They were done by a local artist named Terricia Foster. She had etched each face in white on a black background with a hip, slanted handwriting-style at every corner about who they were, how they died, how old they were. For Trayvon, the word “Skittles” was in Skittles colors. On Tamir Rice’s portrait, in large red letters, the word FAKE was next to PISTOL. I was inches away from every one of those pieces, admiring every line and message. Duke saw it in my face and called the artist, who lived a few doors down.
And here she was!
She had a dark brown wide-brim hat, tan blazer, some jean shorts, and personality for days. She had just finished working out before coming over and was all legs.
Foster told me she started working on the collection four years ago, with Trayvon Martin and Tamir Rice as some of the core pieces, for her senior project while studying graphic design and art history at the University of Tulsa.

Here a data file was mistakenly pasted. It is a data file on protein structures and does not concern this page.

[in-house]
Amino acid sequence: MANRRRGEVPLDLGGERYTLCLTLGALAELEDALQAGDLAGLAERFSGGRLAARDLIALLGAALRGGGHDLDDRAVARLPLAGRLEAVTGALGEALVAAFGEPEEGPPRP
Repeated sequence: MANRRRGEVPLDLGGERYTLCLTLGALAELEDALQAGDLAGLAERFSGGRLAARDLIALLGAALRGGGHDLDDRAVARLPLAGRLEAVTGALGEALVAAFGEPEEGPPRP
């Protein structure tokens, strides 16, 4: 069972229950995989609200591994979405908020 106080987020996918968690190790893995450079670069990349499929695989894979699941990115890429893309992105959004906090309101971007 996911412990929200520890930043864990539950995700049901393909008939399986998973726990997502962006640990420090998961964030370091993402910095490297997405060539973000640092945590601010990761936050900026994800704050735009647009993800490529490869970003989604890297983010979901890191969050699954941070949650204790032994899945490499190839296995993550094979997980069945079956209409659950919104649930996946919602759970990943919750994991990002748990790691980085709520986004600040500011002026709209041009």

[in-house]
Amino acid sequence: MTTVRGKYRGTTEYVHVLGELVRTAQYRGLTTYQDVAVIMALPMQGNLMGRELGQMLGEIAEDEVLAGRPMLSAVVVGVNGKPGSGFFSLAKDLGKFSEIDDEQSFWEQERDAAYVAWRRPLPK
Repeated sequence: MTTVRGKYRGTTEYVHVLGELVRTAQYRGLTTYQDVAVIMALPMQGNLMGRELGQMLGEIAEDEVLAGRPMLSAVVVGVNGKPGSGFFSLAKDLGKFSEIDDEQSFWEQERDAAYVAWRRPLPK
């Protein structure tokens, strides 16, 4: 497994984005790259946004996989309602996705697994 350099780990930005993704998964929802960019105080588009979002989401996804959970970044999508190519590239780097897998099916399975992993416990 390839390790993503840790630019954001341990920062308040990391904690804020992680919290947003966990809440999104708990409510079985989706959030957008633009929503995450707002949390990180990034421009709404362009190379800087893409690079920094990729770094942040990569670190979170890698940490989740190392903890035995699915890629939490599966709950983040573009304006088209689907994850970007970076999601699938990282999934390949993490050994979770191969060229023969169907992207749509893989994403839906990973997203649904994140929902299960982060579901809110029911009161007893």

“It’s so unfortunate that it can apply to now,” she said.
In June, Terrecia got laid off from her commercial real-estate job when the company downsized because of the effects of Covid. She’s been on unemployment since. It was a blessing, though, was how she looked at it. She always felt like the Black token there, anyway. And she was able to return to her art. She also took to journaling daily and getting closer to God. Recently, she got a word from her quiet meditation moments: perseverance. “I feel empowered because I get to do things like my art. I’m still using my voice. And I think through all these things, that Black women, though it’s been trying for us—you know, we have so many daggers coming at us—we still continue to push on.”
Before the layoff, she started to see more and more that her team just didn’t understand Black people. They had these weekly “fun” meetings called Friday Questions, where coworkers would do extended icebreakers and bonding activities. One day, when the question was “Who is your favorite comedian?” not one person knew who Issa Rae was, the creator and star of HBO’s Insecure. After everyone had started working from home, and George Floyd happened, at first no one even mentioned it. Not in a meeting. Not in a note. It took the company two full weeks to mention it in an email. No one checked up on her. The overall vibe was, “Let’s just brush this under the rug and carry on with our business.”